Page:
A small child came to the Prophet Muhammadﷺ . He told him that his mother had asked for a shirt. At that time the Prophet Muhammadﷺ owned only the shirt that he was wearing. He told the child to come back another time. The child returned to his home. But, soon he came back and told the Prophetﷺ  that his mother wanted the shirt he was wearing. The Messenger of Allahﷺ went to his room, took off his shirt and gave it to the child.

At that moment, Bilal (RadiAllahu Anhu), the muadhdhin of the Prophetﷺ  began reciting the Adhan, or the call to prayer. The Messenger of Allahﷺ  could not come out of his room to lead the communal prayer because he did not have a shirt. Some of the companions came to his room since they were worried about him and they discovered that the Prophet  no longer had a shirt to wear.

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Wealth is a trust of Allah given to our care. The only way to enjoy it and feel happy about it is by sympathizing with the suffering of the needy by opening a window of mercy and compassion from our heart to them.

 

The great Rumi, quddisa sirruh, said:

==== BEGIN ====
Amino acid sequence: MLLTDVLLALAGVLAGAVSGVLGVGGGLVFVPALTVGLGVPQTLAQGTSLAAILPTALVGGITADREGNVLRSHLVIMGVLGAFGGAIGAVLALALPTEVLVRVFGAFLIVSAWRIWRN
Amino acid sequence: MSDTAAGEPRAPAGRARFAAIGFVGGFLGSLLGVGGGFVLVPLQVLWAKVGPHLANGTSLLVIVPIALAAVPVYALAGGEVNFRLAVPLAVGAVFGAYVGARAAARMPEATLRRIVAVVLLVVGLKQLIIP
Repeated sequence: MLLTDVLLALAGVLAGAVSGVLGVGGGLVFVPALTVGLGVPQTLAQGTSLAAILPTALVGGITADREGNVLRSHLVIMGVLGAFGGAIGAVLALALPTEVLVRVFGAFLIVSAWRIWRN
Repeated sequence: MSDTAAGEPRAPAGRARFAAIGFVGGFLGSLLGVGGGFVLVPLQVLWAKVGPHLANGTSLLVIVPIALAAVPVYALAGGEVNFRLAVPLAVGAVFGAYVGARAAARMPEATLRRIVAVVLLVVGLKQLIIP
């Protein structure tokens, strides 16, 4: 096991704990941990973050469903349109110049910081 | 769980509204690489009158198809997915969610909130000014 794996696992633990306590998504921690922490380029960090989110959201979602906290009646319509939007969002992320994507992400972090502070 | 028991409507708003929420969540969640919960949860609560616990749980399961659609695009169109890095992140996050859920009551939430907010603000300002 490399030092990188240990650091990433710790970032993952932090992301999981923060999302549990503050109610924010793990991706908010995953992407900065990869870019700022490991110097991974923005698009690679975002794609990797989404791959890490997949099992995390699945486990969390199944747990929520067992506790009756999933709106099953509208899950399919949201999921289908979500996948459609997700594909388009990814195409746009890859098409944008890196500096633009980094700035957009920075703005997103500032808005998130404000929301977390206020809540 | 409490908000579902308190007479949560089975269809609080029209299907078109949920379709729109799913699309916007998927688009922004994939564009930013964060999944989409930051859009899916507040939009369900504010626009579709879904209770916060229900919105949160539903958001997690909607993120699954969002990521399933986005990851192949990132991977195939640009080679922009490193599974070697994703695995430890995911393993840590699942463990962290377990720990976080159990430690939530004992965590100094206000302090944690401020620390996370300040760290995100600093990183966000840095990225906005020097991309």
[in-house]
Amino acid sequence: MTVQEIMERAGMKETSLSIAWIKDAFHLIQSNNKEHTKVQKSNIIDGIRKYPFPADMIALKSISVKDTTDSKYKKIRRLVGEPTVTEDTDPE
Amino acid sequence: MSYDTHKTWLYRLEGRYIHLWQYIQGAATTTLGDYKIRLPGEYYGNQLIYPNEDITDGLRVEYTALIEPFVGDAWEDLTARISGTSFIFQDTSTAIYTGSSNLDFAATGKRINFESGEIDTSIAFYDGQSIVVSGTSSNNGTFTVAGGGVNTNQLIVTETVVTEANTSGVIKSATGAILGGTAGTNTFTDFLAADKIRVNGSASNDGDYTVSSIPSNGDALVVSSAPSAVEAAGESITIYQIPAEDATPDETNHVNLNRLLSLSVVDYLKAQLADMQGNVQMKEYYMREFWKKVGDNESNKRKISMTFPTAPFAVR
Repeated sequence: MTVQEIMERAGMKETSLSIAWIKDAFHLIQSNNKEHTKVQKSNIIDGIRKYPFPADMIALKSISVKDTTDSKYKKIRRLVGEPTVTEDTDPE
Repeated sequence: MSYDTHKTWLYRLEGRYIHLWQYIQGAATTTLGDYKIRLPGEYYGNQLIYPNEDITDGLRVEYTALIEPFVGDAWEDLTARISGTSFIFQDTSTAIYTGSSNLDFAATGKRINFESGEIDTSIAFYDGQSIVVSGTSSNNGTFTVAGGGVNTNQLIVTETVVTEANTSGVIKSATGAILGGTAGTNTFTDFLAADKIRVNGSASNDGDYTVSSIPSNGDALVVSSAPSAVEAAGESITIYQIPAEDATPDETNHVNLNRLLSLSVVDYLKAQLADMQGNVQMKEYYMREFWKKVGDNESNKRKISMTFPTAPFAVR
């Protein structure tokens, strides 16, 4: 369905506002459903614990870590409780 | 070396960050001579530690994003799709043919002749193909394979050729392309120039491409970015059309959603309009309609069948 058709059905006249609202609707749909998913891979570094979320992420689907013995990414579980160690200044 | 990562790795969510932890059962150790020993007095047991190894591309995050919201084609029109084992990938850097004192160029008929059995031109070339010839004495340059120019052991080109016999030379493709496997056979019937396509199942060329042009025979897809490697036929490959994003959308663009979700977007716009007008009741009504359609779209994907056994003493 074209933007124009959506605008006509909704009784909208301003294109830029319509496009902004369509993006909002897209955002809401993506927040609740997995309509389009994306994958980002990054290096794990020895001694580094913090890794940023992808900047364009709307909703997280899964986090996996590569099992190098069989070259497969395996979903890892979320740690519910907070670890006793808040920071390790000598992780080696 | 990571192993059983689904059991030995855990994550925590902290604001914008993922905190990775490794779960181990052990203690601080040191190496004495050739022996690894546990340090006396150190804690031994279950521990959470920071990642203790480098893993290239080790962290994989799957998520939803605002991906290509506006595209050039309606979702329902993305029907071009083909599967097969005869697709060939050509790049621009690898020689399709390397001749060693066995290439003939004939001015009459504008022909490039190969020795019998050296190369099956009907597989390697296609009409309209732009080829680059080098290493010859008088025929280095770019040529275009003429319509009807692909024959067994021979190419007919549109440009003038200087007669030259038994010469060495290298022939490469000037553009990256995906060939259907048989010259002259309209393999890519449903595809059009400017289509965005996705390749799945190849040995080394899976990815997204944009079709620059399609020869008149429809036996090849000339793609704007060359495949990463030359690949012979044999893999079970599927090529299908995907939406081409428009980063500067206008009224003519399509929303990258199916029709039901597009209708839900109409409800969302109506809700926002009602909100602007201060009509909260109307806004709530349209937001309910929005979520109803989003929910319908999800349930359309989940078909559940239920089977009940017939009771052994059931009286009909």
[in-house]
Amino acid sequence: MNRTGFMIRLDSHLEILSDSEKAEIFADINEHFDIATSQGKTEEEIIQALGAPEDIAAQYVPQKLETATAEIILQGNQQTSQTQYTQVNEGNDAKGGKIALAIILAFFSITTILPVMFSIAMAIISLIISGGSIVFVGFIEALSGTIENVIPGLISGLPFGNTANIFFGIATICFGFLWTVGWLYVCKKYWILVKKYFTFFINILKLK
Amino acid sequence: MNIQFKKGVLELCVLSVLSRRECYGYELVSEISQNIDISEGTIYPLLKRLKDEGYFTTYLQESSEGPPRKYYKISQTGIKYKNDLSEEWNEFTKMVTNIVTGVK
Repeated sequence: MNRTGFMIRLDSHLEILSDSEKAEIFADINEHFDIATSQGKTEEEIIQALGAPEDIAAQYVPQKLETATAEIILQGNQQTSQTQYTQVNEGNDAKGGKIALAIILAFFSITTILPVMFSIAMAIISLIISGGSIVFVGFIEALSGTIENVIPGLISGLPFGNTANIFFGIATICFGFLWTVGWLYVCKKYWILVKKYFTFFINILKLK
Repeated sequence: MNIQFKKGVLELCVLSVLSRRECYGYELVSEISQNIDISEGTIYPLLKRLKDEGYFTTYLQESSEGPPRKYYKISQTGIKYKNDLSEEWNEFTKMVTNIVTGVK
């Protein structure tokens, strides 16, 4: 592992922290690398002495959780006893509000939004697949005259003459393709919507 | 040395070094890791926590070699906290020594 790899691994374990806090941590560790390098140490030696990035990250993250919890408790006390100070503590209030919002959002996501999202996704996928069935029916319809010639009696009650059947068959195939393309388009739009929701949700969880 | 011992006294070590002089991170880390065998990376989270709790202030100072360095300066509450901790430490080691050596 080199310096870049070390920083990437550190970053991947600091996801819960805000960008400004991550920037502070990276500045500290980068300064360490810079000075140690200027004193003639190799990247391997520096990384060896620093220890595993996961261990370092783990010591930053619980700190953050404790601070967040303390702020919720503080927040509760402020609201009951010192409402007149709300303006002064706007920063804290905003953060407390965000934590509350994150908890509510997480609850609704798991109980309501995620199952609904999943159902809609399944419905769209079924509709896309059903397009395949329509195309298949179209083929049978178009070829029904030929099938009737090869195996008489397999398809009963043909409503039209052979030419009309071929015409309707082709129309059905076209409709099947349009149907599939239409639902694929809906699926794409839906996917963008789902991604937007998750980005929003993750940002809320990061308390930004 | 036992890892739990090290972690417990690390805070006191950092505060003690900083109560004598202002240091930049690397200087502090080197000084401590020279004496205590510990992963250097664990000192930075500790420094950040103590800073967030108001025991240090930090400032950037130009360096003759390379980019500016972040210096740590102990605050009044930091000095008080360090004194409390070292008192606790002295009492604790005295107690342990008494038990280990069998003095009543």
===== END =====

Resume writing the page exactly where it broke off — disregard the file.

Act like the sun in mercy and compassion!

Act like the night in covering the mistakes of others!

Act like a river in generosity and sacrifice!

Act like a dead one in anger and fury!

Act like the soil in humility and selflessness!

Act in accordance with the way you look!

Look in accordance with the way you act!

We should keep in mind that regardless how one presents oneself, what will come out of him is what he has in the urn of his heart. It is true that many urns that have claimed to be full of love have only produced eventually the water of indiscretion and heedlessness. Likewise, many people who have spoken about the elixir, or the water of life, could not drink a drop of it nor could they offer any to others. On the other hand, many people who hide themselves in humility and externally look like empty urns are special servants of Allah and carry endless oceans in their hearts. And they unhesitatingly offer water to burning lovers like the water of al-Kawthar, a river in Paradise.

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May Allah raise all of us to be of His sincere and pure- hearted servants, so that we may too offer to all of humanity drops from the water of al-Kawthar and Tasnim(*) while still in this world.

Amen!

(*) al-Kawthar (literally, ‘The Abundant’) is a river of Jannah and Tasnim (literally, ‘Nectar’) is a spring of Jannah.

-An excerpt from the book, “Tears of the Heart’